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Polin: Studies in Polish Jewry Volume 11Focusing on Aspects and Experiences of Religion$
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Antony Polonsky

Print publication date: 1998

Print ISBN-13: 9781874774051

Published to Liverpool Scholarship Online: February 2021

DOI: 10.3828/liverpool/9781874774051.001.0001

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PRINTED FROM LIVERPOOL SCHOLARSHIP ONLINE (www.liverpool.universitypressscholarship.com). (c) Copyright Liverpool University Press, 2022. All Rights Reserved. An individual user may print out a PDF of a single chapter of a monograph in LSO for personal use.date: 25 June 2022

Zygmunt Bauman Modernity and the Holocaust

Zygmunt Bauman Modernity and the Holocaust

(Ithaca, NY: Cornell University Press, 1992); pp. 238

Chapter:
Zygmunt Bauman Modernity and the Holocaust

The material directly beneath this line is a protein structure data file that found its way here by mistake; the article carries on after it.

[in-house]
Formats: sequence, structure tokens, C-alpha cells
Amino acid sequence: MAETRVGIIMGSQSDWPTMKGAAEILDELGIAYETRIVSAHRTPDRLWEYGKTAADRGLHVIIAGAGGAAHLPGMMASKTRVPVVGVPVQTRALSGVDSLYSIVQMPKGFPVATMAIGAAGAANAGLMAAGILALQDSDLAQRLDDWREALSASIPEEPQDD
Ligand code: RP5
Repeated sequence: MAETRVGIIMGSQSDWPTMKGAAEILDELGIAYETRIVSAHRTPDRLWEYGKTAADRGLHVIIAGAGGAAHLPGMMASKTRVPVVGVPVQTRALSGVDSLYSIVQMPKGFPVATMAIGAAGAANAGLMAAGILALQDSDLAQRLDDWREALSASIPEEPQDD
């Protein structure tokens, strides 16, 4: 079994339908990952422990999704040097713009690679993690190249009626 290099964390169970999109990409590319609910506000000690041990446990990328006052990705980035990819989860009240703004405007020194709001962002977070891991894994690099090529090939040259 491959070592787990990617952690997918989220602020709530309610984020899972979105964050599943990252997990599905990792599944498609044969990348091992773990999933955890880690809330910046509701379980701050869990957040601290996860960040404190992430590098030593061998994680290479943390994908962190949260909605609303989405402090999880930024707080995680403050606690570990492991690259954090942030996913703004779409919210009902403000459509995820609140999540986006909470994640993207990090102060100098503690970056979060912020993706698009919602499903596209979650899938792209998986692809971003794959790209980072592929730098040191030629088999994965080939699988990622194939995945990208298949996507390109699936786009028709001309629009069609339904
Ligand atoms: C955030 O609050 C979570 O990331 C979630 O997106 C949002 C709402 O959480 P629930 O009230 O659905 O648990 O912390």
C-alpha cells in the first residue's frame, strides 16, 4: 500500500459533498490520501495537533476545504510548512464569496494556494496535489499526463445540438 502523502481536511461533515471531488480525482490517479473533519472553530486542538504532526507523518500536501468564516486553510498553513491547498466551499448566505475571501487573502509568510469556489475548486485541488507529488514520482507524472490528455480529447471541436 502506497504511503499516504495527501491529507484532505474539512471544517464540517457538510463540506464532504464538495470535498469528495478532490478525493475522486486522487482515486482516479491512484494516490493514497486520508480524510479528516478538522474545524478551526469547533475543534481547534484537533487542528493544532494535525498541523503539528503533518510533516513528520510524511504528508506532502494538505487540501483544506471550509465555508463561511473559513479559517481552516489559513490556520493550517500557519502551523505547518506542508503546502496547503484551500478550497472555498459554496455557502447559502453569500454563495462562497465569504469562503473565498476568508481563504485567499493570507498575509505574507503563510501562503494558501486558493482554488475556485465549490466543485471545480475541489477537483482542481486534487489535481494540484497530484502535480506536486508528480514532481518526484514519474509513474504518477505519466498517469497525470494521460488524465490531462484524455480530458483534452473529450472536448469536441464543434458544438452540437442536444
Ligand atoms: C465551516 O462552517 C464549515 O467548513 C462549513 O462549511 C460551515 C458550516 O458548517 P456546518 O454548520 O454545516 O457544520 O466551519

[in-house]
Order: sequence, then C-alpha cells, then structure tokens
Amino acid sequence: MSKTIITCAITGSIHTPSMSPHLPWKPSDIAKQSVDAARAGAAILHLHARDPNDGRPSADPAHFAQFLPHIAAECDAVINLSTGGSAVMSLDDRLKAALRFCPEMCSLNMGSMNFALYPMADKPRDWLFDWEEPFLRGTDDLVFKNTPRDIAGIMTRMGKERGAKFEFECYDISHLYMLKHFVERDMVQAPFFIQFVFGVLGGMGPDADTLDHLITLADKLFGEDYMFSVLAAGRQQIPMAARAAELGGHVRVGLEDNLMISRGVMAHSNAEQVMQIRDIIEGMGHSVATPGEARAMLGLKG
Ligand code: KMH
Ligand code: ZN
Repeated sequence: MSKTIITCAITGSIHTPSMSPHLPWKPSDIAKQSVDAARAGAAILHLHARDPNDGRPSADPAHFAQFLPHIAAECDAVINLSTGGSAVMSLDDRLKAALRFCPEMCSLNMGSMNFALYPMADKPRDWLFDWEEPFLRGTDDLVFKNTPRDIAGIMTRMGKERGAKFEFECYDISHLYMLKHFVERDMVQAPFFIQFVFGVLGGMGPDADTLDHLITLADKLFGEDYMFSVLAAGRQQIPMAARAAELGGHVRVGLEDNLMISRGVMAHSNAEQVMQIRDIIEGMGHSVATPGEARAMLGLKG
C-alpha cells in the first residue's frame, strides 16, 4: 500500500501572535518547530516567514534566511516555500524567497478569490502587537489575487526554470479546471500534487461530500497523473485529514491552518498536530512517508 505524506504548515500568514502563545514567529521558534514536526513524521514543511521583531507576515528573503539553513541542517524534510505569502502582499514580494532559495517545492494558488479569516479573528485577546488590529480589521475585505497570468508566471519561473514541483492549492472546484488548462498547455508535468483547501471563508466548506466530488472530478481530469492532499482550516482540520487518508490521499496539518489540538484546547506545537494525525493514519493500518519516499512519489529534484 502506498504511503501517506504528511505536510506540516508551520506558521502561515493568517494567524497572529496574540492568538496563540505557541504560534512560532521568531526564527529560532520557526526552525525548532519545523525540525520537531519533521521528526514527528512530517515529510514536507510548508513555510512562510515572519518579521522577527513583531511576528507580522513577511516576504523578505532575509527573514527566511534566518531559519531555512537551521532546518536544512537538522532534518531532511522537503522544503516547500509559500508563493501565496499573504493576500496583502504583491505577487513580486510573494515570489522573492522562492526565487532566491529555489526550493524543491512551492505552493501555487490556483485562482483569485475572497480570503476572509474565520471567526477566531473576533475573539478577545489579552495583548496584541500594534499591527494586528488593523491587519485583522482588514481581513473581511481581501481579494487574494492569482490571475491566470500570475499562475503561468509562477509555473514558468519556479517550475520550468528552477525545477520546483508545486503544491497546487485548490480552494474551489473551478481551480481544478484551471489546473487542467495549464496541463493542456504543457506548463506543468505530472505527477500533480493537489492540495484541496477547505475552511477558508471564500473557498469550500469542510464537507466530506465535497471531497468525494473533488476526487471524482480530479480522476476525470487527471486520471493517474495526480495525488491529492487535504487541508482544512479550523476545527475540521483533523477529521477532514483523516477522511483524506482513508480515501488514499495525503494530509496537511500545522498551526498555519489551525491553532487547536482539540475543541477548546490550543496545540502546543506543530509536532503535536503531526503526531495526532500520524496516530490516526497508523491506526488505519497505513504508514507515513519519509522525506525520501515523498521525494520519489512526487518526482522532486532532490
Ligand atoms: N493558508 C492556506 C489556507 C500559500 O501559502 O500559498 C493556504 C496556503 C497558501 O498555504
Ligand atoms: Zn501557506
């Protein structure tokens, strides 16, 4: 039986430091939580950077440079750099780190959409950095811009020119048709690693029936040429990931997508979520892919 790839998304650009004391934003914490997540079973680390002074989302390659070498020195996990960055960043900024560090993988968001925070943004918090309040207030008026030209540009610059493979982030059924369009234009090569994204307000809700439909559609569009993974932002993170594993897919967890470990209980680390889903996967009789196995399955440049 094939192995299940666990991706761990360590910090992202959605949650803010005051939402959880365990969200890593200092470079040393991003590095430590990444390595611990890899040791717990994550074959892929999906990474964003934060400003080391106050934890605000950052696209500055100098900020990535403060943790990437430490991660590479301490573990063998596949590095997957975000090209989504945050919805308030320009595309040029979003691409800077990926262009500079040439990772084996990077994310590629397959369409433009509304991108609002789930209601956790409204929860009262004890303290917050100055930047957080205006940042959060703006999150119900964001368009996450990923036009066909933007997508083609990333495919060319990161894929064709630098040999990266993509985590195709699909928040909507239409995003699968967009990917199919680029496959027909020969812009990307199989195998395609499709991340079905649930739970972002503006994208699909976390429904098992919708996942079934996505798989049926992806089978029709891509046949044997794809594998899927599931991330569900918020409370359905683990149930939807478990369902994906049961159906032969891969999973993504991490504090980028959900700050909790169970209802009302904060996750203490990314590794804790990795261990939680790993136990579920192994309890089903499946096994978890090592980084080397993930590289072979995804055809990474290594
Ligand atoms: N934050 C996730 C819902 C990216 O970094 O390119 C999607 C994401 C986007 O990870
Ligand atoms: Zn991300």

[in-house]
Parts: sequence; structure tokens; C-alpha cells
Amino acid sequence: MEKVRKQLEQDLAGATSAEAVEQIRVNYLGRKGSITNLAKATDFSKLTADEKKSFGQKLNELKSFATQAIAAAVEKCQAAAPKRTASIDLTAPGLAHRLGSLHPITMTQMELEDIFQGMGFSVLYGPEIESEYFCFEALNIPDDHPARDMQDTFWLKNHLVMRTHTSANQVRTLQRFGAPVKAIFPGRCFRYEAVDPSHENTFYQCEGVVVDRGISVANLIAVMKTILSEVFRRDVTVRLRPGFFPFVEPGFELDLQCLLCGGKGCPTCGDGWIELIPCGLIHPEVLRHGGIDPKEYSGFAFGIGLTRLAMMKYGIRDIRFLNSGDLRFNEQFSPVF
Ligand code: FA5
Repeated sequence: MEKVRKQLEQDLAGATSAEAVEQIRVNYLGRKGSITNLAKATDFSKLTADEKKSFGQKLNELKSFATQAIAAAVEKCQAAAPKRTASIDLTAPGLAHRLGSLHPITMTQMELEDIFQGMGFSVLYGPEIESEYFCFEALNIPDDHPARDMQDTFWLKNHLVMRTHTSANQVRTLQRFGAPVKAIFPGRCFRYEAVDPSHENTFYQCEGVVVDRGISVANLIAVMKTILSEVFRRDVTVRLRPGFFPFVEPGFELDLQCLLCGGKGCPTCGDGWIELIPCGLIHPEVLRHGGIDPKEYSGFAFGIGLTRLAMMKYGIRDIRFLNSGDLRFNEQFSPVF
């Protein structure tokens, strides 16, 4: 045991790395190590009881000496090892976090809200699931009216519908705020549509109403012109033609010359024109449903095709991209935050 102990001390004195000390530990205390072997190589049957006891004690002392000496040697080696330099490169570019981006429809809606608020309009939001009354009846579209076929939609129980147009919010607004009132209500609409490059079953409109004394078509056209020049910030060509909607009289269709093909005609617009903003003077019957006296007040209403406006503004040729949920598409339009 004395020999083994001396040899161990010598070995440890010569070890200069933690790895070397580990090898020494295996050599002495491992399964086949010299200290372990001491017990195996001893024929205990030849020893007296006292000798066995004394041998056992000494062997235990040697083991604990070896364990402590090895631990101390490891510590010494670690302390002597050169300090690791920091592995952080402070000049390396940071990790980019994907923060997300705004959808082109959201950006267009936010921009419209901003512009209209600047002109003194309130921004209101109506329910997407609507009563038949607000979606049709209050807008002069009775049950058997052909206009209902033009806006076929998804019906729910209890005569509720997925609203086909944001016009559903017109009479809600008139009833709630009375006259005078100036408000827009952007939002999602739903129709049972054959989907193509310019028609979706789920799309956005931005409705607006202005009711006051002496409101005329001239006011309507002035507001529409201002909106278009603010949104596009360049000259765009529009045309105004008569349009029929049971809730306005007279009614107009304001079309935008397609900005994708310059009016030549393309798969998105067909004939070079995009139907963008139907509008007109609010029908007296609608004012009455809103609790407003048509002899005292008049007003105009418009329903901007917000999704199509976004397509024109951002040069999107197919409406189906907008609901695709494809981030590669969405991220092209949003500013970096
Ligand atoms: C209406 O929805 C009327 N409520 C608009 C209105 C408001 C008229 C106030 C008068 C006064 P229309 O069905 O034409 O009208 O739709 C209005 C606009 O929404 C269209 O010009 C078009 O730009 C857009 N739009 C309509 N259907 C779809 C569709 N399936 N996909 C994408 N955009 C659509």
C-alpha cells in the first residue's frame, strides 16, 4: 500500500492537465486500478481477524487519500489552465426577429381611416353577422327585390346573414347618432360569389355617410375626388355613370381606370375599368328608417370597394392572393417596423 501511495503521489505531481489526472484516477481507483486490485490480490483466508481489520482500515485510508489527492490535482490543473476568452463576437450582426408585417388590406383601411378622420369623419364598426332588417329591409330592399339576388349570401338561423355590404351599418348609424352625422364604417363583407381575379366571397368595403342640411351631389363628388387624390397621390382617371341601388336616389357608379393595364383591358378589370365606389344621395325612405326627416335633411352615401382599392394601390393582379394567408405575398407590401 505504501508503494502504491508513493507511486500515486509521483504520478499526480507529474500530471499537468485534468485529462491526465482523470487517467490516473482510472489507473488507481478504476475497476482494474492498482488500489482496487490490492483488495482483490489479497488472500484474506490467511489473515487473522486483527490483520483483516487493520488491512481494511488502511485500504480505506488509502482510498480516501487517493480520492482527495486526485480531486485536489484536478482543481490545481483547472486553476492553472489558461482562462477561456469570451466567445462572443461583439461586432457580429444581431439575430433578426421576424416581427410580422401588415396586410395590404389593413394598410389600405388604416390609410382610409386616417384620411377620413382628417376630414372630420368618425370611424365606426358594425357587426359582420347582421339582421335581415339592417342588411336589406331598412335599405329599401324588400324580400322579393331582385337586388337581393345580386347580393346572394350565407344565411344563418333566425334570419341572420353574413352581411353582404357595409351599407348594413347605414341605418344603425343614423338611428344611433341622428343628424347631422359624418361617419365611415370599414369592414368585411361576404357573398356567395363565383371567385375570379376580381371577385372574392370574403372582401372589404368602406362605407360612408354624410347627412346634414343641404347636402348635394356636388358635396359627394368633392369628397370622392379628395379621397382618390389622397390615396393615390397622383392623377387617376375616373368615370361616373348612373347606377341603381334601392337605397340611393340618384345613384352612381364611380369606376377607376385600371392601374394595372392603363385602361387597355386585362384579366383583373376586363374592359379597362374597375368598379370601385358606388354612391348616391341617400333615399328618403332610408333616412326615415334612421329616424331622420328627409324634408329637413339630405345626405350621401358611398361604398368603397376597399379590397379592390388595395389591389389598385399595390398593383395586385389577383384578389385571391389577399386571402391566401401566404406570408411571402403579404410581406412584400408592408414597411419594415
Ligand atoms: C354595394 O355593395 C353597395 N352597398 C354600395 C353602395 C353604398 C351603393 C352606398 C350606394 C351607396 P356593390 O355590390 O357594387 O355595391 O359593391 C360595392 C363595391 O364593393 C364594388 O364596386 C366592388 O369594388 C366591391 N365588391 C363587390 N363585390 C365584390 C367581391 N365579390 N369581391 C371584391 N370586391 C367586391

Source:
Polin: Studies in Polish Jewry Volume 11
Author(s):

Jack Nusan Porter

Publisher:
Liverpool University Press
DOI:10.3828/liverpool/9781874774051.003.0034

This chapter focuses on Zygmunt Bauman's Modernity and the Holocaust. Bauman first discusses how sociology saw and dismissed the Holocaust. Sociologists called it an example of ‘untamed innate human aggressiveness’; a ‘privatization’, the parochial experience of Jews alone; simply and callously a matter between Jews and antisemites. Bauman is troubled by these reductionist discussions. He sees the Holocaust as an ultimately human, not inhuman, act. As such, it is fundamentally social, not asocial. As an essentially human act, it is repeatable. The Holocaust set the stage for modern genocide in this century. Bauman then attempts to address the questions raised by the Holocaust. He describes the Holocaust as a system where rationality and ethics point in opposite directions, and humanity is the loser.

Keywords:   Zygmunt Bauman, Holocaust, Jews, genocide, humanity, rationality, ethics

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